• Tuesday, May 28, 2024
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Sub-Saharan Africa to reap 10% of $16trn global revenue from minerals – IMF

Sub-Saharan Africa to reap 10% of $16trn global revenue from minerals – IMF

Sub-Saharan Africa stands to reap over 10 percent of global revenue from critical minerals such as copper, nickel, cobalt, and lithium, according to the International Monetary Fund (IMF).

In a recent report titled ‘Harnessing Sub-Saharan Africa’s Critical Mineral Wealth, the IMF said these cumulated revenues could correspond to an increase in the region’s GDP by 12 percent or more by 2050.

The report noted that with growing demand, proceeds from critical minerals are poised to rise significantly over the next two decades.

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“Global revenues from the extraction of just four key minerals—copper, nickel, cobalt, and lithium—are estimated to total $16 trillion over the next 25 years, in 2023-dollar terms. Sub-Saharan Africa stands to reap over 10 percent of these cumulated revenues, which could correspond to an increase in the region’s GDP by 12 percent or more by 2050.”

From electric vehicles to solar panels to future innovations, the global transition to clean energy is set to further heighten demand for critical minerals.

According to the report, between 2022 and 2050, demand for nickel will double, cobalt triple and lithium rise tenfold, according to the International Energy Agency.

With sub-Saharan Africa estimated to hold about 30 percent of the volume of proven critical mineral reserves, this transition—if managed properly—has the potential to transform the region, the latest Regional Economic Outlook reports, the IMF said.

It said, Sub-Saharan Africa is already at the center of global critical mineral production. The Democratic Republic of Congo accounts for over 70 percent of global cobalt output and approximately half the world’s proven reserves. South Africa, Gabon and Ghana collectively account for over 60 percent of global manganese production. Zimbabwe, alongside the Democratic Republic of Congo and Mali, hold substantial but yet-to-be-explored lithium deposits. Other countries with significant critical mineral reserves include Guinea, Mozambique, South Africa, and Zambia.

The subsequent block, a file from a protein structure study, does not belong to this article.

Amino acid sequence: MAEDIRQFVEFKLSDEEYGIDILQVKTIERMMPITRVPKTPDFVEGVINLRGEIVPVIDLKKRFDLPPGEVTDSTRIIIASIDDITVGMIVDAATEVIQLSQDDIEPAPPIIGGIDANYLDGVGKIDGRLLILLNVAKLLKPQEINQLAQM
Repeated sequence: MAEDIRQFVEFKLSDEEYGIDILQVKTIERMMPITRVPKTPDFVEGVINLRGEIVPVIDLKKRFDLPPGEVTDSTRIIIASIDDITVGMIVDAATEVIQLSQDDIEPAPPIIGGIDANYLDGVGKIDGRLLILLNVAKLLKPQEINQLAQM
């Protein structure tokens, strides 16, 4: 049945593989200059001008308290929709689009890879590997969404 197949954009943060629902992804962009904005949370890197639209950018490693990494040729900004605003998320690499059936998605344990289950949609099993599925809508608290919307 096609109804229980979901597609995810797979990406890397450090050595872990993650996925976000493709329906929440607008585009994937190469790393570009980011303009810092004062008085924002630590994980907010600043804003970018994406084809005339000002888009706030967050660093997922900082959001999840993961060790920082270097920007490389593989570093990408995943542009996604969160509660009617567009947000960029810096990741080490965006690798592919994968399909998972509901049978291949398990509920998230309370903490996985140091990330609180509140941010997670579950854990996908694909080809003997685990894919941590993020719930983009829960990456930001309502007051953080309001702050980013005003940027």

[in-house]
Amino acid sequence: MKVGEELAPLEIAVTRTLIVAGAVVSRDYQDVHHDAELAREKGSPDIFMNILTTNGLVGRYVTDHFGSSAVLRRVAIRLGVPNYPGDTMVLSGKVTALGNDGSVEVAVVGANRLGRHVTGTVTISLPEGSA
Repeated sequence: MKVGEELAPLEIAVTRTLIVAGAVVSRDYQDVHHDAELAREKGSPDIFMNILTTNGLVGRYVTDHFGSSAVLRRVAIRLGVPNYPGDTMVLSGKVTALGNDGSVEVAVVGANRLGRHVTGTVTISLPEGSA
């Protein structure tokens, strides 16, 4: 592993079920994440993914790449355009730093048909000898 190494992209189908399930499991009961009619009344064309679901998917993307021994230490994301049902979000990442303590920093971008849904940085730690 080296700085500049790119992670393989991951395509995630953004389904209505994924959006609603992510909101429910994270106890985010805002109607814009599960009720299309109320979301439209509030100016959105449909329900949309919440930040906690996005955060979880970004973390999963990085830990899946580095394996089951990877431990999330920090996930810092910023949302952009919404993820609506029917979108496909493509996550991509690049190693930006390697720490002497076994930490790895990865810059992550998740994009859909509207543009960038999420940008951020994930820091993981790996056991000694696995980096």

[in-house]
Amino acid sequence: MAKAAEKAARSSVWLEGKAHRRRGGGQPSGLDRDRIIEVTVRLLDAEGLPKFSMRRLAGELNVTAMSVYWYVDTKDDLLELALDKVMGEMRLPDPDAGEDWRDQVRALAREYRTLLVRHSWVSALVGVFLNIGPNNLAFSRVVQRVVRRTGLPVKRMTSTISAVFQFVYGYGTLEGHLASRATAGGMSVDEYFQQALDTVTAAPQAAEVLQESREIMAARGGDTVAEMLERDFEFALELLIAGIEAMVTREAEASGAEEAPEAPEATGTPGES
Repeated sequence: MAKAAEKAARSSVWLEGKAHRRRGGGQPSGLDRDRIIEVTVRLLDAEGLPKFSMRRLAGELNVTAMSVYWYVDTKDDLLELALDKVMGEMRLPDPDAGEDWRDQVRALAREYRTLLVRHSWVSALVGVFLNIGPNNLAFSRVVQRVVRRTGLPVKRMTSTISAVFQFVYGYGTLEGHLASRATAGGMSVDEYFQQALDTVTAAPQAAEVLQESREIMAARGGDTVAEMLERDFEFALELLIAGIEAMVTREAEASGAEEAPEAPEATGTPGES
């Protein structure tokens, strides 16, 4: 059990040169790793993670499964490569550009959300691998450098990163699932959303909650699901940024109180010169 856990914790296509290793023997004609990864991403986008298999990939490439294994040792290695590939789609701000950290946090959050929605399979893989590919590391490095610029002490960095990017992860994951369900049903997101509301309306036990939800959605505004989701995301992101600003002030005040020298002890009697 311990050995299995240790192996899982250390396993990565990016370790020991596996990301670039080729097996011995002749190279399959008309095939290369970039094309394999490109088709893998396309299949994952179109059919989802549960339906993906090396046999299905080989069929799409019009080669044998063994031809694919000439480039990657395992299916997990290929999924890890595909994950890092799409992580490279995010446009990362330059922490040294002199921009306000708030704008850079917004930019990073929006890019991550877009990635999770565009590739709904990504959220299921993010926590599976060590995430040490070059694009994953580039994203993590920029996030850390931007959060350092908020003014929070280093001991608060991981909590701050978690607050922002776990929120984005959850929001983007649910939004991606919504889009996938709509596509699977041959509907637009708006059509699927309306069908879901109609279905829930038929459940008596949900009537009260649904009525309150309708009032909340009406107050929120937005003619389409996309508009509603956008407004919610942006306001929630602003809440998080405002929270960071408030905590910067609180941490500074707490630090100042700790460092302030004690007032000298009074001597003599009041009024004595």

The report said that the region can generate even greater windfalls by not only exporting raw materials but processing them as well. Raw bauxite, for instance, fetches a modest $65 per ton, but when processed into aluminum it commands a hefty $2,335 per ton, in end-2023 prices. Yet the thousand trucks a day that carry unprocessed lithium from Zimbabwe to ports for shipping to China show that local processing options for critical minerals are too often limited.

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“Developing local processing industries could significantly boost value added, create higher-skilled jobs, and increase tax revenues—thereby also supporting poverty reduction and sustainable development. By diversifying their economies and moving up the value chain, countries will become less exposed to volatile commodity prices, and more able to protect themselves against exchange rate volatility and foreign currency reserve pressures.

“Foreign direct investment can help provide the capital and expertise to develop mineral processing industries, but the absence of a substantial regional market makes local processing investments less enticing. Policymakers need to remedy this,” the report stated.

The report written by Wenjie Chen, deputy division chief, Nico Valckx, senior economist, and Athene Laws, economist, from the IMF’s African department, said a regional strategy built on cross-border collaboration and integration can create a larger, more attractive regional market for much-needed investment.